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October 1983

Subacute Zygomycosis of the Orbit

Author Affiliations

From the Registry of Ophthalmic Pathology, Armed Forces Institute of Pathology, Washington, DC (Drs Margo and Zimmerman); The Kresge Eye Institute, Wayne State University, Detroit (Dr Rabinowicz); and the Clinical Mycology Section, National Institute of Allergy and Infectious Diseases, National Institutes of Health, Bethesda, Md (Dr Kwon-Chung).

Arch Ophthalmol. 1983;101(10):1580-1585. doi:10.1001/archopht.1983.01040020582017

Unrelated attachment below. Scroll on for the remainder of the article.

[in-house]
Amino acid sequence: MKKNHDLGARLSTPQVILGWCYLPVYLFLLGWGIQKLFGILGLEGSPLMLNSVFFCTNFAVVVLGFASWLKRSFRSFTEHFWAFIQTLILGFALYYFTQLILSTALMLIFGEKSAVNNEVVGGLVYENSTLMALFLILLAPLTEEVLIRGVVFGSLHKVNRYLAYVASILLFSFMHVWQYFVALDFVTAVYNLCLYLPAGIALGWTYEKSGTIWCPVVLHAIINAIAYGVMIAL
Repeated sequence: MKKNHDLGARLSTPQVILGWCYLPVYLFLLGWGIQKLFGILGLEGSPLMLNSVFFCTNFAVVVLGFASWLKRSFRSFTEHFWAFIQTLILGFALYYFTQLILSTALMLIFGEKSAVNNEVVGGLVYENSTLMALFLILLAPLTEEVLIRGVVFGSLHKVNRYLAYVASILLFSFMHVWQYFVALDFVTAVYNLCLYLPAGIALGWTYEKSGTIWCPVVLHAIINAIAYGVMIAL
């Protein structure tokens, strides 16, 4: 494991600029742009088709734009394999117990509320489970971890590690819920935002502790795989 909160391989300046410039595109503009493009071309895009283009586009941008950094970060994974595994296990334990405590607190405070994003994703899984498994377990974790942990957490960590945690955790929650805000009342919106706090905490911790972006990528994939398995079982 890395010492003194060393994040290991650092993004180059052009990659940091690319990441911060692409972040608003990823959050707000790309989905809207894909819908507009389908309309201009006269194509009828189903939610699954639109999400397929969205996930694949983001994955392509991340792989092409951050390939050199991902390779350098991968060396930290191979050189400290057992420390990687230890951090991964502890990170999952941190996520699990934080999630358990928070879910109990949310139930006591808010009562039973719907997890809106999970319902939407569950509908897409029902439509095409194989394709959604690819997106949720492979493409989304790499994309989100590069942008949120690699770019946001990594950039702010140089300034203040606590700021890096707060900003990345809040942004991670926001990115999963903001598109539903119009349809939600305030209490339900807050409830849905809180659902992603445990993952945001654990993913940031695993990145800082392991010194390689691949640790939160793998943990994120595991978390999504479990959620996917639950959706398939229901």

• A zygomycotic (phycomycotic) orbital cellulitis developed in a healthy 9-year-old boy. Because of the involved tissue's unfamiliar histopathologic features, an initial diagnosis of eosinophilic granuloma was made and appropriate treatment was delayed for more than six months. The patient's slowly progressive form of zygomycosis was clinically and morphologically similar to that described in previously recorded cases. All three cases occurred in otherwise healthy children living within the United States. Their involved tissues had mixed histopathologic features of chronic granulomatous entomophthoramycosis and acute necrotizing mucormycosis; however, unlike entomophthoramycosis, the fungi in these cases may invade the walls of blood vessels and cause severe tissue necrosis. We believe that these three cases represent a distinct clinicopathologic variant of facial-cranial zygomycosis not previously delineated in the literature. Although they are aggressive, these infections are not as fulminant as in classic mucormycosis, but can nevertheless be lethal.

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